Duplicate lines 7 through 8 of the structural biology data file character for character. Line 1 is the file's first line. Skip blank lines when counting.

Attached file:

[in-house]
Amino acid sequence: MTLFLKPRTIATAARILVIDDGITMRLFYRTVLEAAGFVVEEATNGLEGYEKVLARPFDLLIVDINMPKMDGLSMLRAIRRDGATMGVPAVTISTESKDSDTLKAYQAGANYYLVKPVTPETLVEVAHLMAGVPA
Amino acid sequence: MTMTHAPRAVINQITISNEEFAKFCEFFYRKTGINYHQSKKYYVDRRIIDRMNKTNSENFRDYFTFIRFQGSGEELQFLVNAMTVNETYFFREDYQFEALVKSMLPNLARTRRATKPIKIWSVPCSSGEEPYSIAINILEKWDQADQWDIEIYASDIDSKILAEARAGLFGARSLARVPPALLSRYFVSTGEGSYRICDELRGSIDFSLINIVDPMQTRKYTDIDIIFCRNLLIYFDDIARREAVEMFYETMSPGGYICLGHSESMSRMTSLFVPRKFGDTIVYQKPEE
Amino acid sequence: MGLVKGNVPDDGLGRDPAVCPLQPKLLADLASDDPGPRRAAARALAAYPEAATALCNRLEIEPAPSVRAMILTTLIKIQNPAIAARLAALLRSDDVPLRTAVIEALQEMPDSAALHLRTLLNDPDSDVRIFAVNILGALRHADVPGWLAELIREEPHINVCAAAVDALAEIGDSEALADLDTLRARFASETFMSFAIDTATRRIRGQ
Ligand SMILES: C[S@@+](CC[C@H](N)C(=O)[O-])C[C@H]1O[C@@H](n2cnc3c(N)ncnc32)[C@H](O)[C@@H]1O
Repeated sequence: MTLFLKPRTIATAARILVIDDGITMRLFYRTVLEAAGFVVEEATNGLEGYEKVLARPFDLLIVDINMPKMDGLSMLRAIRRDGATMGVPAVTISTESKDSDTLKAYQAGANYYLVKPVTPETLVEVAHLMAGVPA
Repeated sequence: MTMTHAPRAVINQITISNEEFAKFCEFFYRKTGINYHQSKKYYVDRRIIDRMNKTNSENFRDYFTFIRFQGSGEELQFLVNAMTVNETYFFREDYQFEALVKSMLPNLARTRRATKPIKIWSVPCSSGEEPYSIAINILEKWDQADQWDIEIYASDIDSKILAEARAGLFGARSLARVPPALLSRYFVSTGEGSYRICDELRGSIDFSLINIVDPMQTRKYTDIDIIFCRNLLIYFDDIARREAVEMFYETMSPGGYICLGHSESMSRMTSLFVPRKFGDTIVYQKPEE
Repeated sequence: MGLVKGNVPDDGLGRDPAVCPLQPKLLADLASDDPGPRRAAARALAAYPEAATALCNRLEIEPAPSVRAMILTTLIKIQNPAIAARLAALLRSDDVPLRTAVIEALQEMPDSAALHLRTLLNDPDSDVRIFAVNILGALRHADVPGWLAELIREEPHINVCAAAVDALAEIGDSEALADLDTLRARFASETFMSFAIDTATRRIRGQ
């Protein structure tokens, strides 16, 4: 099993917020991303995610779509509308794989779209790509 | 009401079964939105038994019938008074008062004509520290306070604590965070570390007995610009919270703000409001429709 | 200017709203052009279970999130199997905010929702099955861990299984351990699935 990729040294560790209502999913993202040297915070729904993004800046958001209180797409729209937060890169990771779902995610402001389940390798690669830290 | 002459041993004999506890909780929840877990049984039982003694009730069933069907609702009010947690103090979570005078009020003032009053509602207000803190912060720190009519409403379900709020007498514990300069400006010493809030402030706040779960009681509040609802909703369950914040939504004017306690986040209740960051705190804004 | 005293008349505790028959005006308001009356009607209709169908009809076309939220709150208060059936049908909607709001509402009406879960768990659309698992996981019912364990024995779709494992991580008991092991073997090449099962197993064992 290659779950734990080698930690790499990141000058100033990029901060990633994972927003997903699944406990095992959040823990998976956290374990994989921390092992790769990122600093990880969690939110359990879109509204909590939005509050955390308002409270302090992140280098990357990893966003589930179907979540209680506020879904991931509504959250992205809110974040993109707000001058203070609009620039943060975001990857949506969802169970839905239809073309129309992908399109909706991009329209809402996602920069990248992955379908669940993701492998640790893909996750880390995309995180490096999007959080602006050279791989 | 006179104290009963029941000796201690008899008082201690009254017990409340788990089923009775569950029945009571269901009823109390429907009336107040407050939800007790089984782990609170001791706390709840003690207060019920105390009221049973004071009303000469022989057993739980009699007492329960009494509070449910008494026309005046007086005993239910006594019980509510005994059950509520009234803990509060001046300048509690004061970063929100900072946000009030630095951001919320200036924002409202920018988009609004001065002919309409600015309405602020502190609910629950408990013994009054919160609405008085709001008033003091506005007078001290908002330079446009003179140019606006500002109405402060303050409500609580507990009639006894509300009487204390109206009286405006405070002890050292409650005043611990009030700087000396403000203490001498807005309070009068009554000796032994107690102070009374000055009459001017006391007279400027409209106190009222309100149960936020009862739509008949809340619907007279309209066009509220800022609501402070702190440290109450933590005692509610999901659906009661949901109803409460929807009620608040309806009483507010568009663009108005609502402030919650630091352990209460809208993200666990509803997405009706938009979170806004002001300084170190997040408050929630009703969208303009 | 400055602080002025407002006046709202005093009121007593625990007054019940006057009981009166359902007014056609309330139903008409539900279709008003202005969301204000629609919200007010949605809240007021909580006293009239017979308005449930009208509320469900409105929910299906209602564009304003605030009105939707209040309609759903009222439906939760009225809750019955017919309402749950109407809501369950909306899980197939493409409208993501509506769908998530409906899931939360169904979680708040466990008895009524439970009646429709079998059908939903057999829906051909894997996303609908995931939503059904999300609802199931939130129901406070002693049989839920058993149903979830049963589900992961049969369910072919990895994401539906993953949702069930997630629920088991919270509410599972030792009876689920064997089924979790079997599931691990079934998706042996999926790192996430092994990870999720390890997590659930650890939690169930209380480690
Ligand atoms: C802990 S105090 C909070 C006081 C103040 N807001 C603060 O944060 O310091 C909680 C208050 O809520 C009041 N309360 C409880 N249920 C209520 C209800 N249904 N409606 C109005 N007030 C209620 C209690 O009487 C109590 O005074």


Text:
Repeated sequence: MTMTHAPRAVINQITISNEEFAKFCEFFYRKTGINYHQSKKYYVDRRIIDRMNKTNSENFRDYFTFIRFQGSGEELQFLVNAMTVNETYFFREDYQFEALVKSMLPNLARTRRATKPIKIWSVPCSSGEEPYSIAINILEKWDQADQWDIEIYASDIDSKILAEARAGLFGARSLARVPPALLSRYFVSTGEGSYRICDELRGSIDFSLINIVDPMQTRKYTDIDIIFCRNLLIYFDDIARREAVEMFYETMSPGGYICLGHSESMSRMTSLFVPRKFGDTIVYQKPEE
Repeated sequence: MGLVKGNVPDDGLGRDPAVCPLQPKLLADLASDDPGPRRAAARALAAYPEAATALCNRLEIEPAPSVRAMILTTLIKIQNPAIAARLAALLRSDDVPLRTAVIEALQEMPDSAALHLRTLLNDPDSDVRIFAVNILGALRHADVPGWLAELIREEPHINVCAAAVDALAEIGDSEALADLDTLRARFASETFMSFAIDTATRRIRGQ